This is not to say that gaps do not exist. One 5-year educational program improved awareness that touching patients without handwashing contributes to spread of antimicrobial-resistant pathogens from (a surprisingly low) 75% of health care workers to (a still surprisingly low) 82% (10). The industrial world is not immune to misconceptions. Still, a 7% improvement over five years is inadequate in a country with 1.7 million health care-associated infections (1). A normative-re-educative approach is better suited to the existing knowledge base of the western world, and more likely to have significant impacts than a rational-empirical approach.
Now, the WHO’s program has enrolled countries as disparate as the
Don’t Tell Me What To Do
In providing extrinsic solutions, rather than empowering health care workers to solve problems, the WHO does not provide health care workers with a sense of self-efficacy. As Ozur and Bandura have pointed out, self-efficacy is a critical component of behavioral change (11). Campaigns attempting to change a behavior as refractory as handwashing would do well to heed their work.
Indeed, in one of the few handwashing campaigns that seems to have succeeded in recent years, Jerry Sternin and colleagues have been using an approach called “positive deviance.” Positive deviance is intended to solicit suggestions for improvement from the target audience rather than imposing the conclusions of a consultant upon them (12). As Sternin described their approach later, “if we had any dogma going in, it was: Thou shalt not try to fix anything” (13).
It might seem odd to set out to improve handwashing by “not try[ing] to fix anything.” Still, the difference between this approach and earlier attempts isn’t what was attempted – replacing hand gel dispensers, placing sinks where they would be most convenient, and so forth – but who suggested those solutions. Something about changes suggested by members of the target audience, rather than an “outsider” (read: consultant) made the changes more likely to “stick.” Instead of fixing health care workers’ problems, the positive deviance approach encouraged health care workers to find and fix them.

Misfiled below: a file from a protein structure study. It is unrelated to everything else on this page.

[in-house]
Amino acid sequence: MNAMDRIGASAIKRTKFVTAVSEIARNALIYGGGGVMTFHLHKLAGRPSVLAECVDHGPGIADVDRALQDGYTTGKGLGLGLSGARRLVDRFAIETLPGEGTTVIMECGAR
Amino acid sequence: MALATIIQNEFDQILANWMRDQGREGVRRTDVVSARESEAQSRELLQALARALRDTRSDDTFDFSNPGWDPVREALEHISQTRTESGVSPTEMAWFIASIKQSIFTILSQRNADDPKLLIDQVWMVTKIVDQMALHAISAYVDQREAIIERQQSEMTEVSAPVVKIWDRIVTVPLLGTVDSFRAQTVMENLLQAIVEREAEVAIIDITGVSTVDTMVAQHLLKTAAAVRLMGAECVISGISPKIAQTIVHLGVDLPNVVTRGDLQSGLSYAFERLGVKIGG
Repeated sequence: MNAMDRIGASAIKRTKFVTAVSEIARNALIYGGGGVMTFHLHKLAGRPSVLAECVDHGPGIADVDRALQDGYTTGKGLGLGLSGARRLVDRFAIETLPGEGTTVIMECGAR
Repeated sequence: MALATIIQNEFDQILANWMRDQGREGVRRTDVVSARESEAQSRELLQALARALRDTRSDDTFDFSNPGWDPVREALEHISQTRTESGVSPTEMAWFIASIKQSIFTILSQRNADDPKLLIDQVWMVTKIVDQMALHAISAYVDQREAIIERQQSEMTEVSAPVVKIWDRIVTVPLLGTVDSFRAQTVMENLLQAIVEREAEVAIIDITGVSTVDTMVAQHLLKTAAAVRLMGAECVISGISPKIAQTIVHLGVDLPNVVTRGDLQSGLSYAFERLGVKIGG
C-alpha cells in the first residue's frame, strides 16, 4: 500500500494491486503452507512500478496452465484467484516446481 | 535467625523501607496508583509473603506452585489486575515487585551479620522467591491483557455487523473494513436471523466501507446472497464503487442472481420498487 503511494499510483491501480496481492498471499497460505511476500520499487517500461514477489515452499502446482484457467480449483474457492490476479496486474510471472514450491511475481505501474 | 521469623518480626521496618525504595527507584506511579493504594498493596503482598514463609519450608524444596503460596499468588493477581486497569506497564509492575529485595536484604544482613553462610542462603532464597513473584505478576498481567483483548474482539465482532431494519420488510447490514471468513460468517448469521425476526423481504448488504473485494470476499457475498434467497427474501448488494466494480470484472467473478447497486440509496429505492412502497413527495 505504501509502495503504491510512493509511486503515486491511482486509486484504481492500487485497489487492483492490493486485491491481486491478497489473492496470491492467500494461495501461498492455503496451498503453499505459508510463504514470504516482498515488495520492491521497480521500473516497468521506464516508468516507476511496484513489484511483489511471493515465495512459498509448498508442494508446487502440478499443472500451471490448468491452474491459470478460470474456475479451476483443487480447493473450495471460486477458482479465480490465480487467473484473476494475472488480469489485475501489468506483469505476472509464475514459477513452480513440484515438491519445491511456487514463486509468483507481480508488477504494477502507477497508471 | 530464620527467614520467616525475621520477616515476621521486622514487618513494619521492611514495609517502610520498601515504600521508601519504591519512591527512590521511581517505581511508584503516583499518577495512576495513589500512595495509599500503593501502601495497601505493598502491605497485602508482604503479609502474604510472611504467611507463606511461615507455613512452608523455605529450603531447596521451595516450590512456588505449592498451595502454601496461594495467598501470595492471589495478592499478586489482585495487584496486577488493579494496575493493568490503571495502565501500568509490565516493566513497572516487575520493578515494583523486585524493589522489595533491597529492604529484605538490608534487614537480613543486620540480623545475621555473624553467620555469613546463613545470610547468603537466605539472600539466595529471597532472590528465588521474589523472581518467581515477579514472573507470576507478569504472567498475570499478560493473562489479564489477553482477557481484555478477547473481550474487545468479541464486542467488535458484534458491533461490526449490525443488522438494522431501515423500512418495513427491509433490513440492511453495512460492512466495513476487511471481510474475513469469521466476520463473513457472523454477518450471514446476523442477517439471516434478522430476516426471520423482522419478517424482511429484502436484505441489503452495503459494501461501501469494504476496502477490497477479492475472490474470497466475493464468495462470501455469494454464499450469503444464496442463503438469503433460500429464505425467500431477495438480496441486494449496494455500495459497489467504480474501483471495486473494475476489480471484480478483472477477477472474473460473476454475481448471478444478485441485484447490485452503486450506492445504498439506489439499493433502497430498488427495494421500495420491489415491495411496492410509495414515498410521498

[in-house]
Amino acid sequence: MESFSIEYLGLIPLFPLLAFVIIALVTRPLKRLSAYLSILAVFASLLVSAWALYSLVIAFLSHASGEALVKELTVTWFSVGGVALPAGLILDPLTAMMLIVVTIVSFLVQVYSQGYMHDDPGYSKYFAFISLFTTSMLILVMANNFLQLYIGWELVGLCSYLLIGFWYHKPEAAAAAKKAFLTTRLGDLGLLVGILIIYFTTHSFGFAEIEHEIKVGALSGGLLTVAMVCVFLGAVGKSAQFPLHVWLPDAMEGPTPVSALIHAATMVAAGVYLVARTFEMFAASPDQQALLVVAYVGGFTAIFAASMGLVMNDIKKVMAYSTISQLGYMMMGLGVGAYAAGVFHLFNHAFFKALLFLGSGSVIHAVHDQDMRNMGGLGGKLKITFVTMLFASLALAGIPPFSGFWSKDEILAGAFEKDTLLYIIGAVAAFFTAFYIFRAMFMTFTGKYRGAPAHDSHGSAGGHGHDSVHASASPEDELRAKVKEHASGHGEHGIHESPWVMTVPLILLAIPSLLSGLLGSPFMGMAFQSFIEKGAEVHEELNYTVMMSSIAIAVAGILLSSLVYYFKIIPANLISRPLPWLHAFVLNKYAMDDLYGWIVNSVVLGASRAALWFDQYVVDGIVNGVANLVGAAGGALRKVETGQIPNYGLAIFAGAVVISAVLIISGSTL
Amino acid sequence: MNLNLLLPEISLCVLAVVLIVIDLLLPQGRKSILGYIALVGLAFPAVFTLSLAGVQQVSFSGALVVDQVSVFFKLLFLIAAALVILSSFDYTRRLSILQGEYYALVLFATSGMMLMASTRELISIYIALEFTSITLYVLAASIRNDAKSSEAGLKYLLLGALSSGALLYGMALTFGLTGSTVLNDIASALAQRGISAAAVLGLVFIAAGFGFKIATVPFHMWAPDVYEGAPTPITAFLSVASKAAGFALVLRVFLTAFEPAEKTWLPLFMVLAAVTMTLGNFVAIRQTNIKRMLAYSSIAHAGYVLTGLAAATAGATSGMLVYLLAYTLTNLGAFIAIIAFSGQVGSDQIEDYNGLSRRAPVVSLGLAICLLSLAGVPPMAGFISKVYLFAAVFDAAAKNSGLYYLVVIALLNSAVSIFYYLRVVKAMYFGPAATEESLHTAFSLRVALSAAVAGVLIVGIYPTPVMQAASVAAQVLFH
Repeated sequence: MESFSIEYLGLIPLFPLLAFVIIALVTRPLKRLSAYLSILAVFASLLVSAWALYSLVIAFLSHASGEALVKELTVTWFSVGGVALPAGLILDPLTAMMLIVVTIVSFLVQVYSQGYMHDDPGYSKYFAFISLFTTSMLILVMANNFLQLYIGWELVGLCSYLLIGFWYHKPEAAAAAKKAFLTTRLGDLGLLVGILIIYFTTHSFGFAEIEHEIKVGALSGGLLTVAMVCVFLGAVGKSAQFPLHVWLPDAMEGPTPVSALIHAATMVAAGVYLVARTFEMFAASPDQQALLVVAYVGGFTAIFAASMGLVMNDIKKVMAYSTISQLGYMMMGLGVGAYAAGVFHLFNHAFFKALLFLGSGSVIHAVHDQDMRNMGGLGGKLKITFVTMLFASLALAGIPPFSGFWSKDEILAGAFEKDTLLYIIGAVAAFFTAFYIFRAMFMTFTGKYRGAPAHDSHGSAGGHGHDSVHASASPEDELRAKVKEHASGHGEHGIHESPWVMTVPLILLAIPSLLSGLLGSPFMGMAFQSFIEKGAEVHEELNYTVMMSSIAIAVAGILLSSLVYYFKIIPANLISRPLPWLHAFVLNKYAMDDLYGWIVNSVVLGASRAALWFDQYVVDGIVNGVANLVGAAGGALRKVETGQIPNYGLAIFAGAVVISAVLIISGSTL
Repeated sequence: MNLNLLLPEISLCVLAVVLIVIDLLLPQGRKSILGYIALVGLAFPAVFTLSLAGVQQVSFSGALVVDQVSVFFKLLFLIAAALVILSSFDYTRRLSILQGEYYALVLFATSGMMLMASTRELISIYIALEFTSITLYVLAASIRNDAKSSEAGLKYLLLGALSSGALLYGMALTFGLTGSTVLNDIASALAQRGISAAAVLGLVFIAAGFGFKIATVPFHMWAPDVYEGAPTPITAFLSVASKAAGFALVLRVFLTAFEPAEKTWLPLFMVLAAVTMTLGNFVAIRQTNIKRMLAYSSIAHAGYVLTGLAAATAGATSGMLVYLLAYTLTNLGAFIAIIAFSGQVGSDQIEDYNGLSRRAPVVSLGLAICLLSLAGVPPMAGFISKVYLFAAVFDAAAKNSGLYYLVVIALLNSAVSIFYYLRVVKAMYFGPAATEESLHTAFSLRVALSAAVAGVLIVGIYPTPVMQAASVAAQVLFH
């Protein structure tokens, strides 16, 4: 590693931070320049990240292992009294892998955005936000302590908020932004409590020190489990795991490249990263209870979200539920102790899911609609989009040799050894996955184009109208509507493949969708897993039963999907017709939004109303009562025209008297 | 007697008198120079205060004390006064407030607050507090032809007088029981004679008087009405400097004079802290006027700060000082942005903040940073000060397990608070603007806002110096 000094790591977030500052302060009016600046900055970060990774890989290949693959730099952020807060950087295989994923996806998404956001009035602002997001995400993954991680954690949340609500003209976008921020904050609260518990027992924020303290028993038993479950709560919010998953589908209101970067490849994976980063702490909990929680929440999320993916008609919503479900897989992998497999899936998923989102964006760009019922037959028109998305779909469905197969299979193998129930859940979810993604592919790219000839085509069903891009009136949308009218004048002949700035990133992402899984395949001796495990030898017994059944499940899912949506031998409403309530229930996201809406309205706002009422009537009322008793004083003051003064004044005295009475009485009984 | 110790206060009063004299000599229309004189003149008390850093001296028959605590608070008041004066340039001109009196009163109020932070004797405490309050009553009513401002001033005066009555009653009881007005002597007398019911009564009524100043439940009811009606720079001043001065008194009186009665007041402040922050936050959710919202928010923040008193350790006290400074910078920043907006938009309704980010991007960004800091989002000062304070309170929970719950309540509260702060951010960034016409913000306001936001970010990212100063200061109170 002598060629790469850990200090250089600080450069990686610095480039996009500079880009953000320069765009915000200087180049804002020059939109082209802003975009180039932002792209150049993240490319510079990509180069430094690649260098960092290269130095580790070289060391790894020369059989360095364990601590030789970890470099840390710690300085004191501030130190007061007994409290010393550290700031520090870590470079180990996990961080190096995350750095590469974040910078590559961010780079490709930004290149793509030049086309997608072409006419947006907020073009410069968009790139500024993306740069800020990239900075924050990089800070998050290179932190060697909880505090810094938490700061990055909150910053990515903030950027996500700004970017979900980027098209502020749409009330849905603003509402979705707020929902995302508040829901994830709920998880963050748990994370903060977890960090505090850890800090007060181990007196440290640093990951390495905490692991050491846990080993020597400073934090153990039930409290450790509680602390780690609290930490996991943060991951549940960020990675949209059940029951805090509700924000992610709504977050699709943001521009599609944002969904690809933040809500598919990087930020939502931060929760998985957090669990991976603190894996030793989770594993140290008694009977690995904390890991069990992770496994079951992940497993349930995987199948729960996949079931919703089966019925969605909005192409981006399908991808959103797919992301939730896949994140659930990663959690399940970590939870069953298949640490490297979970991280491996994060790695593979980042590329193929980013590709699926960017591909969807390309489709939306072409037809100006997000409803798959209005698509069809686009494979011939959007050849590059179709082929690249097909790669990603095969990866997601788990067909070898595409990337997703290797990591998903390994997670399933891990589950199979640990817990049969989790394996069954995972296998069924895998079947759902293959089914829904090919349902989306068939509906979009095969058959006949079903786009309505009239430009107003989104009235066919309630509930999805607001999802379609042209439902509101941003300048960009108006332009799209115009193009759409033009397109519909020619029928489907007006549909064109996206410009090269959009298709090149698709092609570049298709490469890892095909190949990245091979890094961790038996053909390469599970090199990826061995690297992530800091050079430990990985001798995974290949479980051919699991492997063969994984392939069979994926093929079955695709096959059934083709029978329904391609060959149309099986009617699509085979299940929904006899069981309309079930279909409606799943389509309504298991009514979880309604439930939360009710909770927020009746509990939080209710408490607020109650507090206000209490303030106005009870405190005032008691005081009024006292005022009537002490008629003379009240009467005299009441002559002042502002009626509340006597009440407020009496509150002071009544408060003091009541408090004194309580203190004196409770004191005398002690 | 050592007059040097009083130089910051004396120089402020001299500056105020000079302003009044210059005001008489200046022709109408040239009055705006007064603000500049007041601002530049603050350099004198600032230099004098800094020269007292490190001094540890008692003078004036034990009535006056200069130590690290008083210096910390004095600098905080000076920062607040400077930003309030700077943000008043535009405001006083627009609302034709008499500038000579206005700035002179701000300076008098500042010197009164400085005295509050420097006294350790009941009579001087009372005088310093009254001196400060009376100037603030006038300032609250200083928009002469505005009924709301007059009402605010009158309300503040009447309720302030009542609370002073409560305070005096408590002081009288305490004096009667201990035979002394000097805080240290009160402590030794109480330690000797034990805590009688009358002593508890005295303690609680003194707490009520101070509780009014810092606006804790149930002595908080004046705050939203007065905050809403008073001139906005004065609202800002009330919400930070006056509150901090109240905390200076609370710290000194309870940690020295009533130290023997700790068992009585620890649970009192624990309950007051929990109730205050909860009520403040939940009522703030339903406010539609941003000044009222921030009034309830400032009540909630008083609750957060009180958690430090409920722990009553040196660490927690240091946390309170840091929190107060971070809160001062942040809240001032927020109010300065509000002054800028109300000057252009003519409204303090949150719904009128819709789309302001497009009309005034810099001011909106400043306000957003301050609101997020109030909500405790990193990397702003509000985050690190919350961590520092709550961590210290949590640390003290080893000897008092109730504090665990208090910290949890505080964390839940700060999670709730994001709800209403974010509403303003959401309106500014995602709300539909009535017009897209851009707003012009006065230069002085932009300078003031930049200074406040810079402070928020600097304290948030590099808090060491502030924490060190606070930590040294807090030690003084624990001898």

Sternin and his colleagues, among other things, forced health care workers to improve their sense of self-efficacy. They persuaded physicians and nurses that the ability to improve handwashing practices was not only within their power, but also within their collective wisdom. They used self-efficacy to their advantage. The World Health Organization could stand to do the same.
This is not the End
In fairness, the WHO’s is not the first, and will not be the last, thwarted handwashing attempt. As penicillin has become passé, polio has been eliminated from the western world (and is nearing global eradication), as artificial hips and automatic defibrillators have come into practice, the simplest, best-supported intervention imaginable – consistent, rigorous handwashing – has proven to be one of the most difficult to implement. We still need satisfactory solutions. So handwashing improvement campaigns will continue. For now, a “positive deviance” technique, with well-considered, unambiguous messages focused on a normative-re-educative approach, appears most likely to be successful. Because the World Health Organization’s design incorporates none of these elements, its campaign will be only the latest in 150 years of impassioned but unsuccessful pleas to improve handwashing.
(1): Klevens RM et al. Estimating Health Care-Associated Infections and Deaths in
(2): Klevens RM et al. Invasive Methicillin-Resistant Staphylococcus Aureus Infections in the
(3): Mortimer EA, Wolinsky E, Rammelkamp
(4): Nuland S. The Doctors’ Plague: Germs, Childbed Fever, and the Strange Story of Ignac Semmelweis.
(5): The World Health Organization. WHO | The first Global Patient Safety Challenge.
(6): Iyengar SS and Lepper MR. When Choice is Demotivating: Can One Desire Too Much of a Good Thing? Journal of Personality and Social Psychology 2000; 79:995-1006.
(7): Schwartz B. The Paradox of Choice: Why More is Less.
(8): Chin R and Benne KD. General Strategies for Effecting Changes in Human Systems (pp. 22-45). In: Bennis WG et al., ed. The Planning of Change, Third Edition. Holt, Rinehart and Winston, Inc., 1976.
(9): Lister J. Antiseptic Principle of the Practice of Surgery. The Lancet 1867; 90:353-356.
(10): Wisniewski MF et al. Effect of Education on Hand Hygiene Beliefs and Practices: A 5-Year Program. Infection Control and Hospital Epidemiology 2007; 28:88-91.
(11): Ozur EM and Bandura A. Mechanisms Governing Empowerment Effects: A Self-Efficacy Analysis. Journal of Personality and Social Psychology 1990; 58:472-486.
(12): Zeitlin M, Ghassemi H, and Mansour M. Positive Deviance in Child Nutrition - With Emphasis on Psychosocial and Behavioural Aspects and Implications for Development.
(13): Gawande, A. Better: A surgeon’s notes on performance.